Chappell comes out in batters' defence
"It's not easy to understand how difficult wicket was in centre," said the Indian coach.india Updated: Aug 30, 2005 13:52 IST
Indian coach Greg Chappell defended the team's batting performance which saw them set up a modest target to inexperienced Zimbabwe, saying criticism from outside was easier than performing in the middle.
"Sitting outside perhaps it is not easy to understand how difficult the wicket was in the centre. It was moving and slow as well and the bounce was spongy," reacted Chappell after his side secured an easy 161-run win over minnows Zimbabwe.
Chappell was happy that his batsmen were beginning to build partnerships and spend time in the middle, something which they haven't done in the first few games of the season.
"There has been some encouragement in the sense that all batsmen have managed to spend time in the middle, sometime or the other. It's all a question of bringing it together and building up on the start," remarked Chappell.
Chappell was supportive of his captain Sourav Ganguly and his form and said even he was in a confident frame of mind at the start of the innings.
"I am pretty happy with the way he has shaped up. He was looking confident. On the ball he was dismissed, usually he hits it for a single but today he wanted to hit it for four. These things happen in the game."
"Having played the game myself, I know how wickets can fall in a clutter. The best way to come out of it is to not yell at the batsmen. Maybe now that they have had this experience they know how to react to such situations in future."
Venugopal Rao was pushed ahead as opener in today's game and Chappell said his second failure in the series made no difference to team's opinion of the youngster.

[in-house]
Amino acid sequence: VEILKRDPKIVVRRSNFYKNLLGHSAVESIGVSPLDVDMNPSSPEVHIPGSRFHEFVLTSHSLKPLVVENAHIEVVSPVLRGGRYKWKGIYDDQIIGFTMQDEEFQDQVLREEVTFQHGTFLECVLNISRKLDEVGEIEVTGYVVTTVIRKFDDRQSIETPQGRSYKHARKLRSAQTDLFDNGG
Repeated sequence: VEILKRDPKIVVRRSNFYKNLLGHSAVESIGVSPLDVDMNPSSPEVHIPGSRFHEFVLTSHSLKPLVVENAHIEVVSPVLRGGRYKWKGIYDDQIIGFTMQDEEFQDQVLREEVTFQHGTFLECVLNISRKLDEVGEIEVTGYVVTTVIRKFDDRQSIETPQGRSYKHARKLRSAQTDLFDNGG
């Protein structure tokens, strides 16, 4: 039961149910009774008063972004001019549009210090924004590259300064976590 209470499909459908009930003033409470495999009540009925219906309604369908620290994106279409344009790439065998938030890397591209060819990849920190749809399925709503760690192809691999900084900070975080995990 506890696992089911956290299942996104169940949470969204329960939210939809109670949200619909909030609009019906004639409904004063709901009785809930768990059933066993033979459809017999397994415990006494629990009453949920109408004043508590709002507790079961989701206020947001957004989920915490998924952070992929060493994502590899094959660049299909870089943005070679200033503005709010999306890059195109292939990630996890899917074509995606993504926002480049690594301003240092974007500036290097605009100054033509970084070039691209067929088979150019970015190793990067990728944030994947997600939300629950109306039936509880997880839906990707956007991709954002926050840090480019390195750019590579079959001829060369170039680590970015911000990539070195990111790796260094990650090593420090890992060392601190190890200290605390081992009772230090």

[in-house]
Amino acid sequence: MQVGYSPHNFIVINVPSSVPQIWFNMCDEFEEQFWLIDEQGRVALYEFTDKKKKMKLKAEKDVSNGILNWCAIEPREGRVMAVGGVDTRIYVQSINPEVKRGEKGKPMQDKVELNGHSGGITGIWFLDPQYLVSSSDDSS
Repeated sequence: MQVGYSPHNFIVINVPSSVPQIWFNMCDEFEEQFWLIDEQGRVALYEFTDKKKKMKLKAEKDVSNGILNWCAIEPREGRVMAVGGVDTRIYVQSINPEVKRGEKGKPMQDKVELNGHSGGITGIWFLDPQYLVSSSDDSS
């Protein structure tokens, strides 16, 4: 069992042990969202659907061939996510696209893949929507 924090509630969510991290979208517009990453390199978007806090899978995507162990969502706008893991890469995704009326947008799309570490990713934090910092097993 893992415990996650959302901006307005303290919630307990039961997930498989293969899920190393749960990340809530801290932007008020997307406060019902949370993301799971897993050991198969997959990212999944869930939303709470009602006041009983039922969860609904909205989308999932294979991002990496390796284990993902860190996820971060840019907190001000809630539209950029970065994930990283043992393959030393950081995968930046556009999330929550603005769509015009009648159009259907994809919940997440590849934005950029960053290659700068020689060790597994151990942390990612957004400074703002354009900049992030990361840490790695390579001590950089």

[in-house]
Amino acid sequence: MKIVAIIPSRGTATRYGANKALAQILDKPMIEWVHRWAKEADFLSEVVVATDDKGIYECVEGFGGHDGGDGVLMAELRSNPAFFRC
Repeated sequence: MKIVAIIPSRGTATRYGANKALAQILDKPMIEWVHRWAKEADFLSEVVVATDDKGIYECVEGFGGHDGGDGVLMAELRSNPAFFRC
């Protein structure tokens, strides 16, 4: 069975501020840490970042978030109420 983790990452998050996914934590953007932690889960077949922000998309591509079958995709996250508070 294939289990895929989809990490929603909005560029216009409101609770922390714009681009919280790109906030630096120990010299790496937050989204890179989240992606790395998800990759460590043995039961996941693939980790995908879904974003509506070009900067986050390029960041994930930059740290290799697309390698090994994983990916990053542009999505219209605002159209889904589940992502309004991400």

"He is a fine youngster with good attitude and he knows that the team is behind him. Unfortunately, twice in two games he got two very good balls."
Chappell emphasised that his work ethic will force the players to become better though at present the workload might be hurting them a little.
Chappell pointed out that the bowlers, and to a lesser extent, fielders have reaped the benefits.
"Like Irfan has done what a left-arm bowler should do to the right-handed batsmen. It's the benefit we are seeing of what (Ian) Frazer has been able to do to the boys."
Zimbabwe coach Kevin Curran himself made a strong statement when he declared that if the seniors continued to perform as they have done lately, then may be bringing in young blood is the answer to his team's woes.
"It is what Duncan (Fletcher) did to the England team. He brought in a lot of youngsters and we are seeing the difference in their performance. If the senior players continue to perform poorly, I am sure the selectors would be looking out for replacements," he said.